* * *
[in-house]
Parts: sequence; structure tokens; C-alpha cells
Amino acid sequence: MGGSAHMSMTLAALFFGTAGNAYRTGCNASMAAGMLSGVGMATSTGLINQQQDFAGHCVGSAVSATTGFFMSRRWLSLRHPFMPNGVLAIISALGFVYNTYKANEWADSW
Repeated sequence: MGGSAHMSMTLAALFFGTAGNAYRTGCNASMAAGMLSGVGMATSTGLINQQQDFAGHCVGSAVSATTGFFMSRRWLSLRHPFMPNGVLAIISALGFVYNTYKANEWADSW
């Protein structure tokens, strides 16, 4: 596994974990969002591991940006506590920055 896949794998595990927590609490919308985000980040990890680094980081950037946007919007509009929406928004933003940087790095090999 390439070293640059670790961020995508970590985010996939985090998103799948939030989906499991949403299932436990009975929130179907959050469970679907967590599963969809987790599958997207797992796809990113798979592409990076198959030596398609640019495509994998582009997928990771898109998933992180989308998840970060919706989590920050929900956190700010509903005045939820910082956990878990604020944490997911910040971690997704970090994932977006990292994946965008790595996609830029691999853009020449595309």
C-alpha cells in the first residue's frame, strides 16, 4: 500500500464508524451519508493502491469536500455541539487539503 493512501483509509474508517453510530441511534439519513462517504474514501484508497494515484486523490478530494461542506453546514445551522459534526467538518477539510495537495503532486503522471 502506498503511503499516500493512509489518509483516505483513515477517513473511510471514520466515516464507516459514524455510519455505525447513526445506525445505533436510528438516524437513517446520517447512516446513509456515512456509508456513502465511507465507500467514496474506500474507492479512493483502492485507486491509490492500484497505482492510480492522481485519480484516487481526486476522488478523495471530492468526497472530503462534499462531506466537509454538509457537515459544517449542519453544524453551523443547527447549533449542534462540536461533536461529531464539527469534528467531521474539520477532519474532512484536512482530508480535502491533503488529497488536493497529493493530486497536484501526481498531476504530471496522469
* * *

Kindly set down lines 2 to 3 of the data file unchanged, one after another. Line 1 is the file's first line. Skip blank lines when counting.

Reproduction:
Parts: sequence; structure tokens; C-alpha cells
Amino acid sequence: MGGSAHMSMTLAALFFGTAGNAYRTGCNASMAAGMLSGVGMATSTGLINQQQDFAGHCVGSAVSATTGFFMSRRWLSLRHPFMPNGVLAIISALGFVYNTYKANEWADSW